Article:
Objection to restoring deprecated Python subports

Peter Danecek peter.danecek at ingv.it
Thu Oct 20 04:37:46 PDT 2016

> On 18 Oct 2016, at 06:47, Lawrence Velázquez <larryv at macports.org> wrote:
> Fred Wright recently opened several tickets that suggest restoring
> several Python subports that were deprecated and moved to the Python
> graveyard a long time ago.
> https://trac.macports.org/ticket/52636
> https://trac.macports.org/ticket/52637
> https://trac.macports.org/ticket/52638
> https://trac.macports.org/ticket/52639
> https://trac.macports.org/ticket/52640
> https://trac.macports.org/ticket/52641
> https://trac.macports.org/ticket/52642
> I strenuously object to these proposals.


I think we most arguments were already expressed. There policy on this was proposed already some years back and largely agreed on. I do not see why his should now change again. 

There is also a fundamental reason not to support python26: We usually support only one version per module and often with updates upstream drops support, so we had to remove support as well if we do not want to generate too much maintenance overhead (multiple version conditions etc.). This however might cause python ports loosing their dependencies and create mess, broken ports, tickets, etc.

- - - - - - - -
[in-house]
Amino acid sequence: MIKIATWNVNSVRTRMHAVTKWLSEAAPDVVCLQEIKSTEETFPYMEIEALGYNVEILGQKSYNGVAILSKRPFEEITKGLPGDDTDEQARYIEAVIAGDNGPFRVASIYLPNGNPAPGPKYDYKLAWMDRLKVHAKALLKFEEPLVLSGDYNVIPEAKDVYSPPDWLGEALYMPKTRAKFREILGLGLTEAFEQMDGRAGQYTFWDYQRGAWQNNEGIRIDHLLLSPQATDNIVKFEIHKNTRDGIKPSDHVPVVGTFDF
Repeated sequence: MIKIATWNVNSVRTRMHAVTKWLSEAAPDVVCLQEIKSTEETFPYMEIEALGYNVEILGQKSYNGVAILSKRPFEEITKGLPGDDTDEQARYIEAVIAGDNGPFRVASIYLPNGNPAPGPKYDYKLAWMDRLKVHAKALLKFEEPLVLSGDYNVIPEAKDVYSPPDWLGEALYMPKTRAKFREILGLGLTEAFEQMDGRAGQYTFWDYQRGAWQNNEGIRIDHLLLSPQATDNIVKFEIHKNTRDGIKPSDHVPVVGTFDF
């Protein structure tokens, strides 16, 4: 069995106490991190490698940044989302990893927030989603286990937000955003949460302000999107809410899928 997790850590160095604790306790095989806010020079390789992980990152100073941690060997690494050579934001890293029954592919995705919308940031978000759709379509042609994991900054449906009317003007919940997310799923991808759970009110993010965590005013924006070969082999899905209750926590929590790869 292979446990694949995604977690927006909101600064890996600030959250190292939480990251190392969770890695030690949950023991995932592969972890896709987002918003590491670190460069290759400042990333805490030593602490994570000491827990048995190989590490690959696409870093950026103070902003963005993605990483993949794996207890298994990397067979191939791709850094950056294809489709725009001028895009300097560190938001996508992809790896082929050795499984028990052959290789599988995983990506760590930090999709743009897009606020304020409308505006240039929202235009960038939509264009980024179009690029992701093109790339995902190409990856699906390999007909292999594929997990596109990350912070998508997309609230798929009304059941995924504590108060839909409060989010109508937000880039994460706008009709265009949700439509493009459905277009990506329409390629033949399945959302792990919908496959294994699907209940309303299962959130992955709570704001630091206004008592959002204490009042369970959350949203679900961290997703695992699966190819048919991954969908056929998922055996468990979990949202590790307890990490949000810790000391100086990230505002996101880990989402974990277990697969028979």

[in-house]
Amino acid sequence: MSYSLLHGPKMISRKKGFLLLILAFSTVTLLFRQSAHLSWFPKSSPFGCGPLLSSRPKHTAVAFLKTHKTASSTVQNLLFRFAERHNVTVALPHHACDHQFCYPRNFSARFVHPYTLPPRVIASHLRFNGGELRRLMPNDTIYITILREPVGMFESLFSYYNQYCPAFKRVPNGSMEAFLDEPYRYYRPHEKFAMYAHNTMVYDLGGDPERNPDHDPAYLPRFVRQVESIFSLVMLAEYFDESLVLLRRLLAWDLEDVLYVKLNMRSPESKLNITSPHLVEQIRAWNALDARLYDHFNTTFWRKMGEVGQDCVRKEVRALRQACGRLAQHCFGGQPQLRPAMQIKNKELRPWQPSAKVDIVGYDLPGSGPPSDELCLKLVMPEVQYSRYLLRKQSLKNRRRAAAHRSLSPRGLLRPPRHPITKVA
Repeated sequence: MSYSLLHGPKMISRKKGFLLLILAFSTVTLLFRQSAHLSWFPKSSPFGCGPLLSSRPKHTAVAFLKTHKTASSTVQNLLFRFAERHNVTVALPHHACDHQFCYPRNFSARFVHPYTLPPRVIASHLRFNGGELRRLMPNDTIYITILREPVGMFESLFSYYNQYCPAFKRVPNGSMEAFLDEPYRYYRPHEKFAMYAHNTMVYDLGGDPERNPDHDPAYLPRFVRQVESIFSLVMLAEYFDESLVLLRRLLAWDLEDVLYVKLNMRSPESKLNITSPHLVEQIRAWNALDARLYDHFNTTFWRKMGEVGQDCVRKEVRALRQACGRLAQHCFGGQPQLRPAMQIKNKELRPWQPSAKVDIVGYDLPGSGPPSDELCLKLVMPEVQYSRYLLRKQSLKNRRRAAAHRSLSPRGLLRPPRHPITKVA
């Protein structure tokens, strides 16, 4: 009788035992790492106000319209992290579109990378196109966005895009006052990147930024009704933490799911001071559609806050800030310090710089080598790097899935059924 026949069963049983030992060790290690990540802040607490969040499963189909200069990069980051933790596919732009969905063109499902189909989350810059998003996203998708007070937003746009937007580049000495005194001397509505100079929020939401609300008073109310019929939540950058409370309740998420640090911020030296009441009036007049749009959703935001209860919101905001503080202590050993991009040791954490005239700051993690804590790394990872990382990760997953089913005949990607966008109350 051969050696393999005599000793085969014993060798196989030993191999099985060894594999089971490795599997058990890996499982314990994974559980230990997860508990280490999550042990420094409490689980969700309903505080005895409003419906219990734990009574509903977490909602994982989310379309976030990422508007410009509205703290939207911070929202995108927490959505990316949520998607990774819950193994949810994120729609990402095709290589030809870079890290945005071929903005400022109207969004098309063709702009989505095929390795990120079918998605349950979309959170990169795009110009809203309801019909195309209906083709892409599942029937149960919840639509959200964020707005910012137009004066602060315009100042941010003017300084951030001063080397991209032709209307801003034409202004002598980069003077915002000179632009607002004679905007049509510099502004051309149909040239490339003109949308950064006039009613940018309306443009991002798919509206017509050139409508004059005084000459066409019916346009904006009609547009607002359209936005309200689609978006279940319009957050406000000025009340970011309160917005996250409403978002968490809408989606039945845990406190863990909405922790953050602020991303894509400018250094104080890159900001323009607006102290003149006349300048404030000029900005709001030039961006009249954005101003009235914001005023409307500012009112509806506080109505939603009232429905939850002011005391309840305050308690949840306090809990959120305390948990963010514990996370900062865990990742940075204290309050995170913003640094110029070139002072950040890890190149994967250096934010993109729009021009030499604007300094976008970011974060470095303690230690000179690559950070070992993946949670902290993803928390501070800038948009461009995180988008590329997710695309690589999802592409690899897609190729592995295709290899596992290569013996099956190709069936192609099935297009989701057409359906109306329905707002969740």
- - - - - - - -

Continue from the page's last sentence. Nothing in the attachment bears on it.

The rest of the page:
> A few years ago, I proposed a Python subport/variant policy to reduce
> project-wide support load. That policy was that we should only provide
> subports for the two most recent Python versions on each of the 2.x and
> 3.x branches (modulo some details about termination of upstream
> support).

However, I think in the current situation there is a good point in support the following *three* versions py27, py34 **and** py35. Supporting two Py3 versions does not seem to creates much maintenance overhead and it gives and the users do a “rolling” update. I guess once py26 subports have all be removed and we have a decent set of py36 subparts added, we probably have set a policy wrt. py34.

> Thanks to the efforts of many contributors, that proposal has been
> mostly carried out. We absolutely should not be going backwards on this.
> Users who wish to work with unsupported versions of Python should use
> virtualenv to create a contained environment in which they may use the
> bundled pip, setuptools, and wheel to install any modules they please.
> The deprecated subports would have to be restored to the virtualenv and
> setuptools ports; I'd be fine with this.

On the other hand, there is a good reason to keep also older interpreters (e.g. python26, python33) around exactly for this reason. This gives users a quite immediate possibility to setup a (set of) virtualenv and multiple Python packages version for testing.


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